This pertains to possessing the ability to increase the bandwidth of adding value to the organisation. It entails the gaining of trust and confidence of team members to a level where they feel confident in loosening the stringent expectations of the psychological contract without the nagging fear that the element of trustworthiness will not be egregiously violated in taking difficult decisions. It also harbours the skilful fulfilment of the performance expectations from investors/shareholders, especially, in terms of continued profitability and steady growth while being justifiably recognised/rewarded for enviable success.
This refers to the harnessing of personal qualities that creates robust endearment with the team members. It entails the channelling of convincing power in a way that is more felt than expressed to create consensus over the effective resolution of contentious issues. It includes the optimum combination of nonverbal and verbal communication that strengthens organisational integration, promotes approachability and cements core values through the personal manifestation of being a role model.
“Identifying, developing and grooming potential leaders should be an exercise woven within the fabric of the organisational culture”
This pertains to the intelligent consumption of available information and then taking astute decisions based on viable options while being mindful and accommodating of inherent risks. It indicates the presence of a calm disposition that is unflappable under pressure and abounds with creativity and imagination in coming up with or deriving novel solutions. It reflects a level of maturity/conscientiousness that accepts the trials and tribulations of leadership. Such a demeanour is unfazed by the prospect of being wrong and readily accepts the consequences without shifting the blame on others.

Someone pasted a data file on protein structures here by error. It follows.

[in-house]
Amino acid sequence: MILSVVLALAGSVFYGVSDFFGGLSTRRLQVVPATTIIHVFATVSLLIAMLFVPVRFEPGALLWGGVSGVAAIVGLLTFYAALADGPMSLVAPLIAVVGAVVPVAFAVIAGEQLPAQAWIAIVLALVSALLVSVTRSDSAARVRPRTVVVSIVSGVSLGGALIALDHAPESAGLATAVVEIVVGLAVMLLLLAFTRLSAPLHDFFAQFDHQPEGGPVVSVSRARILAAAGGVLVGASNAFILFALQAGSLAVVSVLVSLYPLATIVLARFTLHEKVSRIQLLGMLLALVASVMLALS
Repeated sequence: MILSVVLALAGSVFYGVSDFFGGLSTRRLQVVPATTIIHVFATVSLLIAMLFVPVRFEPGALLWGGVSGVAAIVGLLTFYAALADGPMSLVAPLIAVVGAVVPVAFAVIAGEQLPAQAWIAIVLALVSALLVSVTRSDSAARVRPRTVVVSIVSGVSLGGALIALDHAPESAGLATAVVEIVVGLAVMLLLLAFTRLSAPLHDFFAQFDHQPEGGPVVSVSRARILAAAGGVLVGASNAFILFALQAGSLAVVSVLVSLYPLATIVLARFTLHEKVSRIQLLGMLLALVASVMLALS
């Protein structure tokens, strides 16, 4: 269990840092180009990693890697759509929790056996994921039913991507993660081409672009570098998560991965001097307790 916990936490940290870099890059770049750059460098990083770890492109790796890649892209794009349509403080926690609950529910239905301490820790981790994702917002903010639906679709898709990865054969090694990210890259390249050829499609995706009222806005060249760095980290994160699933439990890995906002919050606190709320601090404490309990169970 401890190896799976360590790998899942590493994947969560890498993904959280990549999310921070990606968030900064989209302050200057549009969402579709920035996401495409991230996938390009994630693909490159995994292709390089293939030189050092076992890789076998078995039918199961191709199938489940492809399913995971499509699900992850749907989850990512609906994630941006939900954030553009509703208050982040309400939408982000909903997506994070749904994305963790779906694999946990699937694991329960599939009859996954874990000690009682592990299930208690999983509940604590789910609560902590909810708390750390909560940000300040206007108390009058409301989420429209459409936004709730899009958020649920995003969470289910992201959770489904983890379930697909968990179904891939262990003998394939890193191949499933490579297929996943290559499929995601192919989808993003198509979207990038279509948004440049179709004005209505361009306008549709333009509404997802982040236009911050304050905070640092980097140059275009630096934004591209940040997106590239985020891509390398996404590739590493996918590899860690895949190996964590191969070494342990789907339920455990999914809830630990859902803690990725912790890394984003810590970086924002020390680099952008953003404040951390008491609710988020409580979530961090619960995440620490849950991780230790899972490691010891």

This pertains to being serenely comfortable and positively impactful in all the conventional and unconventional initiates undertaken as a leader. It includes the prudent realisation that being a visionary is not enough anymore as momentous strides are made within the digital realm and one has to step up to the pedestal of becoming a futurist for securing the organisation’s journey of excellence in the relevant ecosystem. It demands a person of strong personal integrity, sound professional expertise, incisive decision-making skills and steadfast commitment to pleasing and placating key stakeholders while solidifying the organisation’s standing as a responsible corporate citizen. It also reflects a willingness to allow the talent management practices to have the breathing space for free thinkers and trendsetters who are imbued with the change imperative and enrich the organisational aptitude in unconventional ways while boosting their professional relevance in the digital world.
This refers to having an innovative mindset that is driven to disruption by a profound sense of purpose. It reflects a personal promise of being transformative in refining ailing/inadequate business processes and maximising the talent potential of the multigenerational workforce by assuring an optimum balance between ‘crystallised intelligence’ (prevalent in older team members) and ‘fluid intelligence’ (prevalent in younger team members). It calls for someone who is intent on leaving an enduring positive legacy and is comfortable with establishing a strong line of capable successors. It also reflects the ability to harmonise the organic and inorganic elements of the organisation, as depicted below:
The aforementioned traits reflect an enterprising and invigorating leader who is ready to meet the dynamic challenges of tomorrow, especially in a burgeoning era of advanced automation and seamless autonomous functioning that is commoditising conventional notions of excellence related to job performance – while relevance is steadily gaining stronger traction in being a more significant factor for determining obsolescence.
Is your leadership prepared accordingly?